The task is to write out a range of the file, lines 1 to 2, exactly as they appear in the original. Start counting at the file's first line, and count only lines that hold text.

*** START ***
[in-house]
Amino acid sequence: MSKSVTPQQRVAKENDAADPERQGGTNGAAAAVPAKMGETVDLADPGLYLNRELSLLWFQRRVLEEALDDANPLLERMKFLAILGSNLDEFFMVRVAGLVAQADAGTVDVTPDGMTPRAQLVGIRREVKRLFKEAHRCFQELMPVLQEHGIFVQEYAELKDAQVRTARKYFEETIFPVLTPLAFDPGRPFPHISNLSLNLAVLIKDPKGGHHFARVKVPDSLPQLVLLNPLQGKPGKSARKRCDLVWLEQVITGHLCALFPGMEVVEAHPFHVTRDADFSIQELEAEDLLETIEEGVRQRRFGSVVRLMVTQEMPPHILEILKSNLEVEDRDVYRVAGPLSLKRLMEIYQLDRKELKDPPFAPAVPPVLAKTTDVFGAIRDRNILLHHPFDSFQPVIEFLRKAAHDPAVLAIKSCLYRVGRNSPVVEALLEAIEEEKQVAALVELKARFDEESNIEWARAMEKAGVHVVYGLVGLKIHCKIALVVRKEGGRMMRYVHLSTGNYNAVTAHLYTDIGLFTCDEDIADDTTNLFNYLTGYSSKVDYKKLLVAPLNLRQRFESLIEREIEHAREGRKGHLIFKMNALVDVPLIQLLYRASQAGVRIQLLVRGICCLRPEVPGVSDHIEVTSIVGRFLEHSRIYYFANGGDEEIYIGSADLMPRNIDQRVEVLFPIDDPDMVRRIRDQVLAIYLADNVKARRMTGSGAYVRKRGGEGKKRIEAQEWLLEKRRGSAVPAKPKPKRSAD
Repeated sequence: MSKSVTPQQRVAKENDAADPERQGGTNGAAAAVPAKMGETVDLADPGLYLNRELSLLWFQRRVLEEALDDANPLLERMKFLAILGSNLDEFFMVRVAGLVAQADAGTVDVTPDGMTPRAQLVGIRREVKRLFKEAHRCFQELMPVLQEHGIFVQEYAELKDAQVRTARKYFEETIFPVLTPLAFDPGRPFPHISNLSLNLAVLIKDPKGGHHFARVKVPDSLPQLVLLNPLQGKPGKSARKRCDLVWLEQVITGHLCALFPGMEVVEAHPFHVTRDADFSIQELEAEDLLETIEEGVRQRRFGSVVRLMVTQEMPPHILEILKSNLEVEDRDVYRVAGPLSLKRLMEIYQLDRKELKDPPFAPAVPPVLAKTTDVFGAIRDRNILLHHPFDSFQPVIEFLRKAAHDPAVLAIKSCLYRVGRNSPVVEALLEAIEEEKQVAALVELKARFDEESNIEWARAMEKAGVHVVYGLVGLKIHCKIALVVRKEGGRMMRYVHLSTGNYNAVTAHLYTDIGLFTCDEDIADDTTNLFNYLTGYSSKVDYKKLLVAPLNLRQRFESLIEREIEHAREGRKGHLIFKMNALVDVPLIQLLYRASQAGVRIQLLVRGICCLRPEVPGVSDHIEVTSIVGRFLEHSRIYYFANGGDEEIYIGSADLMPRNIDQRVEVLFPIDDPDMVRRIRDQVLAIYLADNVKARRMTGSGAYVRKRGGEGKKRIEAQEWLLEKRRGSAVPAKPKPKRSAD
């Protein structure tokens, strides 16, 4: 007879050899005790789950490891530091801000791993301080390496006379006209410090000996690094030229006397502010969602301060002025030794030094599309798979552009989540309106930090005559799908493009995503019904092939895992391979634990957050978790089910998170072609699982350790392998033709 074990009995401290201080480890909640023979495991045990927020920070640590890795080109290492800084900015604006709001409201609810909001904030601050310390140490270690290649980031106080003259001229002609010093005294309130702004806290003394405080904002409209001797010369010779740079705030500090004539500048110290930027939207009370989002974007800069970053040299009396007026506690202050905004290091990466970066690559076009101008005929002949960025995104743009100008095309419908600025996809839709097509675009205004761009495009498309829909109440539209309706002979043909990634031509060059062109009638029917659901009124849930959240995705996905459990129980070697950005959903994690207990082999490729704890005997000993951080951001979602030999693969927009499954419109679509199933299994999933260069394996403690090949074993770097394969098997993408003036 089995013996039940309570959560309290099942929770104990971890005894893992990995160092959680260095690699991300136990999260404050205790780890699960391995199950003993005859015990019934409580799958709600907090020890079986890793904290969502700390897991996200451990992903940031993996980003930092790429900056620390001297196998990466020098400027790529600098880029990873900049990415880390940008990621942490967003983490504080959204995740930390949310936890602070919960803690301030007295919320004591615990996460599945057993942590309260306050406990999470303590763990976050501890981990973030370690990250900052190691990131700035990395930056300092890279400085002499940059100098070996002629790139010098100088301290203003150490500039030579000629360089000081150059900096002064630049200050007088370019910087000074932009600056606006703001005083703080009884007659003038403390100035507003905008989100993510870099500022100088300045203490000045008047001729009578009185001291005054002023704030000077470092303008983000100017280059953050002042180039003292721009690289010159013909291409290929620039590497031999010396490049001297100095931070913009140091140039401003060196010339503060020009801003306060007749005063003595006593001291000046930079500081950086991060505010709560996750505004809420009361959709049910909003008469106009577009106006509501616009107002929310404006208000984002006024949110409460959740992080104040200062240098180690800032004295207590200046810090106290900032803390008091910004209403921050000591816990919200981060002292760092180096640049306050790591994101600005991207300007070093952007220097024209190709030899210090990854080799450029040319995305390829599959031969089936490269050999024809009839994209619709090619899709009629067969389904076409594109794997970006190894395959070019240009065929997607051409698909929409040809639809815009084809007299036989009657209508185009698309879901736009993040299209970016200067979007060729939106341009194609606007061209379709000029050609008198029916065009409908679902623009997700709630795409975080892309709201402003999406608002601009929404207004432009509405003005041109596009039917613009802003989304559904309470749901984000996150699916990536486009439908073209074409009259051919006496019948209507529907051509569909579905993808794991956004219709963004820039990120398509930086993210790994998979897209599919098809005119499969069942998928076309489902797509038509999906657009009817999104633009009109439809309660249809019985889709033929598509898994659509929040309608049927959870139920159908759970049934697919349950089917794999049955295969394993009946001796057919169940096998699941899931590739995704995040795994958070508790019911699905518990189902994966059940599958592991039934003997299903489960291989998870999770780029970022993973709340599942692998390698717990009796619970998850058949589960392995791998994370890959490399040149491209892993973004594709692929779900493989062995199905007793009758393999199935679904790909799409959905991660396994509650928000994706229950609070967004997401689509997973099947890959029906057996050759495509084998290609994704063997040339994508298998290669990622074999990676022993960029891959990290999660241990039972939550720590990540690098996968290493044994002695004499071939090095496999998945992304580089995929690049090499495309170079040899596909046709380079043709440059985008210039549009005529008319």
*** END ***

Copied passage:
[in-house]
Amino acid sequence: MSKSVTPQQRVAKENDAADPERQGGTNGAAAAVPAKMGETVDLADPGLYLNRELSLLWFQRRVLEEALDDANPLLERMKFLAILGSNLDEFFMVRVAGLVAQADAGTVDVTPDGMTPRAQLVGIRREVKRLFKEAHRCFQELMPVLQEHGIFVQEYAELKDAQVRTARKYFEETIFPVLTPLAFDPGRPFPHISNLSLNLAVLIKDPKGGHHFARVKVPDSLPQLVLLNPLQGKPGKSARKRCDLVWLEQVITGHLCALFPGMEVVEAHPFHVTRDADFSIQELEAEDLLETIEEGVRQRRFGSVVRLMVTQEMPPHILEILKSNLEVEDRDVYRVAGPLSLKRLMEIYQLDRKELKDPPFAPAVPPVLAKTTDVFGAIRDRNILLHHPFDSFQPVIEFLRKAAHDPAVLAIKSCLYRVGRNSPVVEALLEAIEEEKQVAALVELKARFDEESNIEWARAMEKAGVHVVYGLVGLKIHCKIALVVRKEGGRMMRYVHLSTGNYNAVTAHLYTDIGLFTCDEDIADDTTNLFNYLTGYSSKVDYKKLLVAPLNLRQRFESLIEREIEHAREGRKGHLIFKMNALVDVPLIQLLYRASQAGVRIQLLVRGICCLRPEVPGVSDHIEVTSIVGRFLEHSRIYYFANGGDEEIYIGSADLMPRNIDQRVEVLFPIDDPDMVRRIRDQVLAIYLADNVKARRMTGSGAYVRKRGGEGKKRIEAQEWLLEKRRGSAVPAKPKPKRSAD